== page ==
A good source for finding flights to Basel (and other places) is dohop.com, the travel search engine (http://www.dohop.com). It will show you connections from many places, mainly with discount airlines, which you might not even know existed!
Basel has two main train stations. The Basel SBB station is south of the town center and the Basel Badischer Bahnhof (abbrev Basel Bad Bf) is to the north. The Basel SBB station serves the Swiss SBB rail (http://www.sbb.ch/en) and French SNCF rail (http://www.voyages-sncf.com), with German DB trains connecting to the Basel Bad Bahnhof. The Bad Bahnhof serves the German DB rail (http://www.db.de). If you are arriving from France or Germany, you will pass through customs before entering Switzerland (which is not part of the EU).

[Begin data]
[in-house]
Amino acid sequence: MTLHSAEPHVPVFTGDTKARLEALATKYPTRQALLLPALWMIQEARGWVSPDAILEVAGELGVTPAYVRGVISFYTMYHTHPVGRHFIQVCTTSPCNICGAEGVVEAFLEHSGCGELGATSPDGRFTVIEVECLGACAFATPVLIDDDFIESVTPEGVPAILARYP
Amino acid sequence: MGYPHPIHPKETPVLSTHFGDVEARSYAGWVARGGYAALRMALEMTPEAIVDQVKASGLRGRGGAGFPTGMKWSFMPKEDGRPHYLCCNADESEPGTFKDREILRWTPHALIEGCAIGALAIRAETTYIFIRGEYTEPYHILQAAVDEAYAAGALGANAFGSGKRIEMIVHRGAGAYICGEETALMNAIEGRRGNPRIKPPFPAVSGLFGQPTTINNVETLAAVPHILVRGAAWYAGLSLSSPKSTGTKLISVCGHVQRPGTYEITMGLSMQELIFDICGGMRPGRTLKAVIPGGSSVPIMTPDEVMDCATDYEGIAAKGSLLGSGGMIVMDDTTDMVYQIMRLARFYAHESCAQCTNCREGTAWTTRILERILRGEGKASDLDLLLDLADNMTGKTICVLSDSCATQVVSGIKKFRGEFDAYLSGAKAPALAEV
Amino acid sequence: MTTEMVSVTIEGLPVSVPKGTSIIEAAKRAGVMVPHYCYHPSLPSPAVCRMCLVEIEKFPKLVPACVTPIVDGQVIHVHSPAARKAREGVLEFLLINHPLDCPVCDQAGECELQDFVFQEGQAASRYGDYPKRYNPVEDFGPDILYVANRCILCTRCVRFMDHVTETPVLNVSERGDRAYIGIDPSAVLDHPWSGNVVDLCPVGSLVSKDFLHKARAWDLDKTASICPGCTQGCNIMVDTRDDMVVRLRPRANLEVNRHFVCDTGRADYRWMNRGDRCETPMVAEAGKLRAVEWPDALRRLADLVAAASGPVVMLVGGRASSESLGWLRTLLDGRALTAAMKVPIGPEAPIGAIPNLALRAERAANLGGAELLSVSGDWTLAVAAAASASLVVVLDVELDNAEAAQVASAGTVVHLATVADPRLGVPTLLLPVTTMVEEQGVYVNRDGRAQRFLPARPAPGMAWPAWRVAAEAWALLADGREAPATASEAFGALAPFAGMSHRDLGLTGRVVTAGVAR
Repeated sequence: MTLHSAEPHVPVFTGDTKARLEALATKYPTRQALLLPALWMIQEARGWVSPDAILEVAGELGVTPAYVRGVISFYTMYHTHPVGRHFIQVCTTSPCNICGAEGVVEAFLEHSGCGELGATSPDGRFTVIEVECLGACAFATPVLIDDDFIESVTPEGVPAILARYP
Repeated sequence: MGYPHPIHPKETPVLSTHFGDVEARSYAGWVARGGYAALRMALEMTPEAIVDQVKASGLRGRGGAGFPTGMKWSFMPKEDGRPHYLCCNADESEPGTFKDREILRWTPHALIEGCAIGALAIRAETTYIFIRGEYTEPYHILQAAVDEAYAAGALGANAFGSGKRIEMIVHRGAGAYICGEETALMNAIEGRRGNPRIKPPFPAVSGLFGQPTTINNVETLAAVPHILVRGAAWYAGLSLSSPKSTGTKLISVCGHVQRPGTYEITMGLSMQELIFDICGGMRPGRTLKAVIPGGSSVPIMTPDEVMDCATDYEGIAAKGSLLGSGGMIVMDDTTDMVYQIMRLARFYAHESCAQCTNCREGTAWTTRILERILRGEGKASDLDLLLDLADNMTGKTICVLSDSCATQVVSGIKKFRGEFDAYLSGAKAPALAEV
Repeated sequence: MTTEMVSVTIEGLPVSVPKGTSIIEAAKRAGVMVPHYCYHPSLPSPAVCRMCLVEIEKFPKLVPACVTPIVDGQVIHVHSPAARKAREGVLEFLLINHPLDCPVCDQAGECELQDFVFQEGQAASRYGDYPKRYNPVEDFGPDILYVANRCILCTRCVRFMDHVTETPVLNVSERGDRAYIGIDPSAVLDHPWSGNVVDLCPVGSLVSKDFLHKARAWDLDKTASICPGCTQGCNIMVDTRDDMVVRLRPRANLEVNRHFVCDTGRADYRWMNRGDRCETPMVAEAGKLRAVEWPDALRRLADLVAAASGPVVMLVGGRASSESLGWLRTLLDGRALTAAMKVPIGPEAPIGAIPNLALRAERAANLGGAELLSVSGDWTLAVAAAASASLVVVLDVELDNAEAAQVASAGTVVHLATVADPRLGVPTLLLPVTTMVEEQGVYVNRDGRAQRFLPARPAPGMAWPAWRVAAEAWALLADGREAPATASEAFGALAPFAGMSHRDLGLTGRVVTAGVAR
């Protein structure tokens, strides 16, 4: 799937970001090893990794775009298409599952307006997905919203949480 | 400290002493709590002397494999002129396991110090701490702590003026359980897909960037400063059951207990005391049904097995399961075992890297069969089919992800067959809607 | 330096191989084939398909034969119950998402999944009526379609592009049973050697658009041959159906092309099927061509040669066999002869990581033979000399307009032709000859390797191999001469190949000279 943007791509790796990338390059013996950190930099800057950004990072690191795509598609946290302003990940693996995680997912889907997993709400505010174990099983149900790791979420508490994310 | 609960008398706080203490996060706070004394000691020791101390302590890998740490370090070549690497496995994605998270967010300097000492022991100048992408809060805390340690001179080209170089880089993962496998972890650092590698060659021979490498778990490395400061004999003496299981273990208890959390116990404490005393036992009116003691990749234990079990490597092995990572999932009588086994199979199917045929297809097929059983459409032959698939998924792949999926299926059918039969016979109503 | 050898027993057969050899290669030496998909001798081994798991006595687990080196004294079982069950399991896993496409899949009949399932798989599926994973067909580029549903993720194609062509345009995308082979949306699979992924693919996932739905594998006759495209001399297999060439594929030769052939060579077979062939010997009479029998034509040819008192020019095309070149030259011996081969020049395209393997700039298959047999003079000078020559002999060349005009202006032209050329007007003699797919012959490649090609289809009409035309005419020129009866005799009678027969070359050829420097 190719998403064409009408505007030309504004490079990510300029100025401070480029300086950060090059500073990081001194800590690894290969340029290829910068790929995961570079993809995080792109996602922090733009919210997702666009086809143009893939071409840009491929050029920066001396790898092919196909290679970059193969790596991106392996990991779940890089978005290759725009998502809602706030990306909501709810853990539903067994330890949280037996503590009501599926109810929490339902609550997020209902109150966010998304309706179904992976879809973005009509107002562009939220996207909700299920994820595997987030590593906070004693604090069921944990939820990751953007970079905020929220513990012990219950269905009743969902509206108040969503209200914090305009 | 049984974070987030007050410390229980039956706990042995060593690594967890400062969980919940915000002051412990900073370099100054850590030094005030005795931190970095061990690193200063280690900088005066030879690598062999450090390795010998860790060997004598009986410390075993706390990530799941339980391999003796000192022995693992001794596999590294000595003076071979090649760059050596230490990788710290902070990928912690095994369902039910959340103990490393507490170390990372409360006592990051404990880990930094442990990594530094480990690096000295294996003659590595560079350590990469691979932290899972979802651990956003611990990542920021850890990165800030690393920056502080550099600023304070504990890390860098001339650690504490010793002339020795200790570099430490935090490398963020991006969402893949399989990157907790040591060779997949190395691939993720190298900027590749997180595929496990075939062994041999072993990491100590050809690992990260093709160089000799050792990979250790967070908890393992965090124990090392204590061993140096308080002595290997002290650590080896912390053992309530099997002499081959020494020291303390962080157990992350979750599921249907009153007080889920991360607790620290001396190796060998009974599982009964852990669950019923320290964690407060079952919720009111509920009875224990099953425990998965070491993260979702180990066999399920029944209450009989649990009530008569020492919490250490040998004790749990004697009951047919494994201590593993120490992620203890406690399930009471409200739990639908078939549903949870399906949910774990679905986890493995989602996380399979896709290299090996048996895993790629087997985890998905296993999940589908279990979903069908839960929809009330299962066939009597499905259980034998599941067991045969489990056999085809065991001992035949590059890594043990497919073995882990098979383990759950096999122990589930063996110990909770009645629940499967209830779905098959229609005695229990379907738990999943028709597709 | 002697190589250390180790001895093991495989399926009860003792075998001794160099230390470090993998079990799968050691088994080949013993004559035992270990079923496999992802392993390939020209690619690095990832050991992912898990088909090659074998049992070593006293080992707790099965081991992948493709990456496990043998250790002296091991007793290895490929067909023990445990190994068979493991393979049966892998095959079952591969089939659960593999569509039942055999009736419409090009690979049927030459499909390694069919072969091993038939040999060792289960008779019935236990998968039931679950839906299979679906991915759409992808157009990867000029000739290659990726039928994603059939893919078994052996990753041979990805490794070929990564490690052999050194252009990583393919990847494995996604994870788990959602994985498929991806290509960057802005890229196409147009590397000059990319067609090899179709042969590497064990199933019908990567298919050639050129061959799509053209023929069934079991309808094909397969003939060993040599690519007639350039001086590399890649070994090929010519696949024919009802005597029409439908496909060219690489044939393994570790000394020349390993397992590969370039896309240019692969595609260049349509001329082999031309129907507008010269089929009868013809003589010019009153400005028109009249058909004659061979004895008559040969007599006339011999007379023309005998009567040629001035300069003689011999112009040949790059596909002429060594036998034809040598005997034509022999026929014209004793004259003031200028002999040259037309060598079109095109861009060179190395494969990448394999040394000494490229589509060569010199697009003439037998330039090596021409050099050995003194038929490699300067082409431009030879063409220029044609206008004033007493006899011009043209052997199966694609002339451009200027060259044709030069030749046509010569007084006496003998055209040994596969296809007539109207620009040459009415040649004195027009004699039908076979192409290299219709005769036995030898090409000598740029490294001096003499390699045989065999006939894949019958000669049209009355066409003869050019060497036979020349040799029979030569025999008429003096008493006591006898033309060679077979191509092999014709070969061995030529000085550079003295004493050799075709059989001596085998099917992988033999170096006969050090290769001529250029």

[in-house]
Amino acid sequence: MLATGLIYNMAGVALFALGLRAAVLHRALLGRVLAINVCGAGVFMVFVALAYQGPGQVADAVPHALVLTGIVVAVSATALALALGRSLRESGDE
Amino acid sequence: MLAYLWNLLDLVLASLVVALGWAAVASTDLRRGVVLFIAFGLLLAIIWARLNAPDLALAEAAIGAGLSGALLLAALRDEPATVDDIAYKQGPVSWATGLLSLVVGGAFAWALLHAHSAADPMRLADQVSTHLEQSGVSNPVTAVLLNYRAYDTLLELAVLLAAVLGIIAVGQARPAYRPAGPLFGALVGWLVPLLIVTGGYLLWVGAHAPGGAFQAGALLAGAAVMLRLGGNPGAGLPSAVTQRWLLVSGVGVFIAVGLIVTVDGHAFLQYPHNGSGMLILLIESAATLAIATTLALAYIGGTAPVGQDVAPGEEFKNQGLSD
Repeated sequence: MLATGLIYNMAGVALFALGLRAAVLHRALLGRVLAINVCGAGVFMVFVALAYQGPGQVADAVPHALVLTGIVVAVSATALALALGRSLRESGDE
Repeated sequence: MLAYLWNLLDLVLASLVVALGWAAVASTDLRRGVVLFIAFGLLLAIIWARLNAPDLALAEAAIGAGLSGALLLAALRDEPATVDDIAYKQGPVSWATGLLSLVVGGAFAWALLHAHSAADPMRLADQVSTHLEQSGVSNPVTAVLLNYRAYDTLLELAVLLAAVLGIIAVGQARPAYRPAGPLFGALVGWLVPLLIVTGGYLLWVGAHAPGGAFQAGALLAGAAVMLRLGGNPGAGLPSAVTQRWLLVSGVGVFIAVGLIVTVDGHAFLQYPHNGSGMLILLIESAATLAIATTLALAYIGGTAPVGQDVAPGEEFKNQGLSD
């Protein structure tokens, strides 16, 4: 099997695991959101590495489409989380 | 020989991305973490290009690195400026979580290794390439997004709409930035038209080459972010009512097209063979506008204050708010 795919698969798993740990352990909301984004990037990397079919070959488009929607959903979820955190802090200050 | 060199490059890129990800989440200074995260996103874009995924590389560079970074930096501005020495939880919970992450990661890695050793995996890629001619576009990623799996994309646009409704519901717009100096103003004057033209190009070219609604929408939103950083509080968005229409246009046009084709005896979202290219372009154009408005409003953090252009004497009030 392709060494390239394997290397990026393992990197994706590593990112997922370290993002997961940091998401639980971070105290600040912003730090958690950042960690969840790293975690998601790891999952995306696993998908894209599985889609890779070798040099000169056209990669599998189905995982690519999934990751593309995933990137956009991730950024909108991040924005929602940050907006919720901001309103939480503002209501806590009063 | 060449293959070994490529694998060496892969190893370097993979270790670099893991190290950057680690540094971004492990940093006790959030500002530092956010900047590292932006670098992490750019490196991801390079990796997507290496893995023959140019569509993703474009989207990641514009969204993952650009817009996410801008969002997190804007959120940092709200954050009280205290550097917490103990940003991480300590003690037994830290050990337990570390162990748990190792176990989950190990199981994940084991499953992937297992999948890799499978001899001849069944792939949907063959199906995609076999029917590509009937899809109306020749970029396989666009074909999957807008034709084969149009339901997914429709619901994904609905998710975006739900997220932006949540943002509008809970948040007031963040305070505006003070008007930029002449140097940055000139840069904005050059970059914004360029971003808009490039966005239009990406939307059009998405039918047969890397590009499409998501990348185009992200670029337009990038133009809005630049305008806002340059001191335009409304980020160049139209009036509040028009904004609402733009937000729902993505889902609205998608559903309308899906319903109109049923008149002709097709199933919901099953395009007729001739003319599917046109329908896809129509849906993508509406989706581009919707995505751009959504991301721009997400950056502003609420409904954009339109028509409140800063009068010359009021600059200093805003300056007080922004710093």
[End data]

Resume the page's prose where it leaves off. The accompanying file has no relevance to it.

International train connections include
This is the standard mode of travel for many within the city. Old Basel isn't very large and there are many narrow and winding side streets with incredible slopes. The shopping streets in the old city are closed to car traffic. Tourists will walk a lot - and be pleased and impressed at every turn. But the walking can be hard because of the often-found cobblestone pavement and the slopes. Some sidewalks even have steps. Walking around Basle can be a real cardiovascular workout for most if you wander off the main streets - but it's the ONLY way to really experience the city.
WARNING: Trams have the right of way over pedestrians - all the time. Keep an eye out for trams as you cross a street. A stopped tram can accelerate very quickly. And, always look the OTHER WAY for a tram if you're crossing behind one that just passed you. Your view of an oncoming tram may be blocked by the tram that just passed you.